Figure 4: Maximum-likelihood tree (IQ-Tree) based on the partial 16S rRNA gene sequenced in this study or taken from the GenBank. The studied strains are shown with red color. The scale bar represents 0.03 base substitutions per 1000 nucleotide position. Bootstrap percentages calculated from 1000 resembling are indicated at nodes.

Strain differentiation by Rep-PCR generated fingerprint profile

In the present investigation, the maximal amplification was observed for the nontolerant cyanobacterial Calothrix sp. R11 culture. 28 amplified products with the size 400–1500 bp were obtained using the HIP TG primer (Fig. 5C). 29 amplified products with the size 300–1500 bp were obtained using HIP GC primer (Fig. 5C). Salt-tolerant Nostoc sp. F4 and F3 cultures produced the maximal number of amplified fragments with these primers. Finally, 33 amplified products with the size 300–1500 bp were obtained using STRR primer (Fig. 5D). Salt-tolerant and limestone cultures produced the maximal number of amplified fragments with these primers (Table 1).

Table 1: Number of amplified products of studied strains by Rep-PCR generated fingerprint profile

Total Amplicons

Nostoc sp. F4

Nostoc sp. F3

 

Nostoc sp. FA1

Nostoc sp. FA5

Nostoc sp. FA3

Calothrix sp. R11

Calothrix sp. R42

Techniques

12

3

1

3

1

2

1

1

ERIC1A

38

10

4

3

5

6

5

5

ERIC1B

36

6

6

5

4

4

7

4

HIP CA

35

4

3

5

4

4

8

7

HIP AT

29

6

6

3

3

3

4

4

HIP TG

27

6

6

3

4

3

3

4

HIP GC

24

6

6

3

3

3

1

2

STRR

Stress tolerant Nostoc sp. F4 and Nostoc sp. F3 cultures represented unique banding patterns (Fig. 3). A total of 13 amplified products with the size 400–3000 bp were obtained by using ERIC1A primer (Figs. 6E and 6F), whereas 43 amplified products (200–3000 bp in size) were obtained with the ERIC1B primer (Figs. 6E and 6F). ERIC1A led to the lowest number and the broadest range of bands. The largest number of amplified fragments was obtained for Nostoc sp. F4 with this primer. HIP primers used in the study were decamers with a common consensus sequence (5’GCGATCGC3’) followed by a two-base tail of either AT, TG, GC or TC. A total of 30 amplified products with the size 200–1500 bp were obtained by using HIP CA primer (Figs. 6E and 6F). A total of 33 amplified products with the size 200–1500 bp were obtained using HIP AT primer (Figs. 6E and 6F).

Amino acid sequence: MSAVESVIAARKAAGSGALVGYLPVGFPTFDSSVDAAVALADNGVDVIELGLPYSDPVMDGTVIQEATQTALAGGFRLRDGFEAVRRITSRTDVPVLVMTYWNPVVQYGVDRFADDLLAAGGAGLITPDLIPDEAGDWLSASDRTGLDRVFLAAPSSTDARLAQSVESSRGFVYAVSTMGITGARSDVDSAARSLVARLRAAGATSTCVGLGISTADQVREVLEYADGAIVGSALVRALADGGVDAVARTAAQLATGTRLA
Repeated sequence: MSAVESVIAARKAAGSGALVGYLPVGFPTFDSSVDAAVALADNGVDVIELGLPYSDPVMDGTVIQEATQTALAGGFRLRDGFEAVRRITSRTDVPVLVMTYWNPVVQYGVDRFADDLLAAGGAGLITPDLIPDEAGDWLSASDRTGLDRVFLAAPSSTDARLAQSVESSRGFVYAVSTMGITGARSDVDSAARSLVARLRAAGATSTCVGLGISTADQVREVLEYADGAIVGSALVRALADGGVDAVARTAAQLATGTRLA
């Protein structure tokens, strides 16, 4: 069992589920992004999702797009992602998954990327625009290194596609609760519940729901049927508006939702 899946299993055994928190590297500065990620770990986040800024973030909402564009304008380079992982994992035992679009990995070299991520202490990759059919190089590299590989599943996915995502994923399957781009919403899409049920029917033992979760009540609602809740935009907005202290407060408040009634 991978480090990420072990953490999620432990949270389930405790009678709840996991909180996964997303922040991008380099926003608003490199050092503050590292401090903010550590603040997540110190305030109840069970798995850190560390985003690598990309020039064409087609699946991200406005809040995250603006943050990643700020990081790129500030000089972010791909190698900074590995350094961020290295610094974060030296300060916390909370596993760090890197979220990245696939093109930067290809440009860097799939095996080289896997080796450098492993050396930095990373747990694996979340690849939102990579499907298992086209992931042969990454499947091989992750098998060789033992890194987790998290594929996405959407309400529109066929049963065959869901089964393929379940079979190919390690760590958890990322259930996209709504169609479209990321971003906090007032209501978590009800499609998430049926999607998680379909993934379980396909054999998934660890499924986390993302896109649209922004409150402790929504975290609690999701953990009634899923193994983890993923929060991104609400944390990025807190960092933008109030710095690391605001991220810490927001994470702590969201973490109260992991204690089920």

Figure 5. PCR amplification pattern of the cyanobacterial cultures with the primer ERIC1A Lane (1-5) and ERIC1B Lane (6-10) (A). HIP-CA (1-5) and HIP-AT (6-10) (B). HIP-TG (1-5) and HIP-GC (6-10) (C). STRR1a (D). Lane M Molecular weight marker (100 bp Plus); Complete names are Nostoc sp. FA5; Nostoc sp. FA1; Nostoc sp. FA3; Calothrix sp. R11; Calothrix sp. R42; Nostoc sp. FA1; Nostoc sp. FA3; Nostoc sp. FA5; Calothrix sp. R11; Calothrix sp. R42.

Figure 6. PCR amplification pattern of the Nostoc sp.F3 (E) and Nostoc sp.F4 (F) with the primer HIP-CA and HIP-AT, HIP-GC, HIP-TG, STRR, ERIC1A, ERIC1B and STRR1. Lane M Molecular weight marker (100 bp Plus).

Clustering of the PCR profiles revealed the presence of three major groups (S. Figs. 7-10). The two salt-tolerant cultures (Nostoc spp. F4 and F3) formed a first cluster for the ERIC1A and ERIC1B primers, sharing a 100% similarity (Fig. 7), while they exhibited the lowest similarity (50%) with the HIP-AT primer. The two nontolerant cultures (Calothrix spp. R11 and R42) formed the third cluster for the all primers (except HIP-AT) and were found to be distinct from the stress-tolerant isolates, sharing a 100% similarity with ERIC1A and HIP-CA primers but the lowest similarity (50%) with the STRR primer. Limestone cultures were found to share a 100% similarity with HIP-GC and STRR primers; however, they had little similarity between themselves using other primers. For instance, Nostoc sp. FA3 and FA5 were found to share a 100% similarity, while Nostoc sp. FA1 shared a 60% similarity with both strains. Interestingly, the stress-tolerant Nostoc strains (saltwater and limestone cultures) did not share any clustering (S. Fig. 8- 10).

Conclusion

GO

From the present investigation, it is concluded that the repetitive sequences found in the genomes of Cyanobacteria are very useful in exploring genomic relationships among different strains, which supports their use for Cyanobacterial discrimination and identification in different climatic/geographic Regions and habitats.

Author Contributions

GO

BN designed the study, analyzed the data and drafted the manuscript; RS, HF and SB did meticulous revision of the manuscript.

Acknowledgment

GO

No acknowledgment.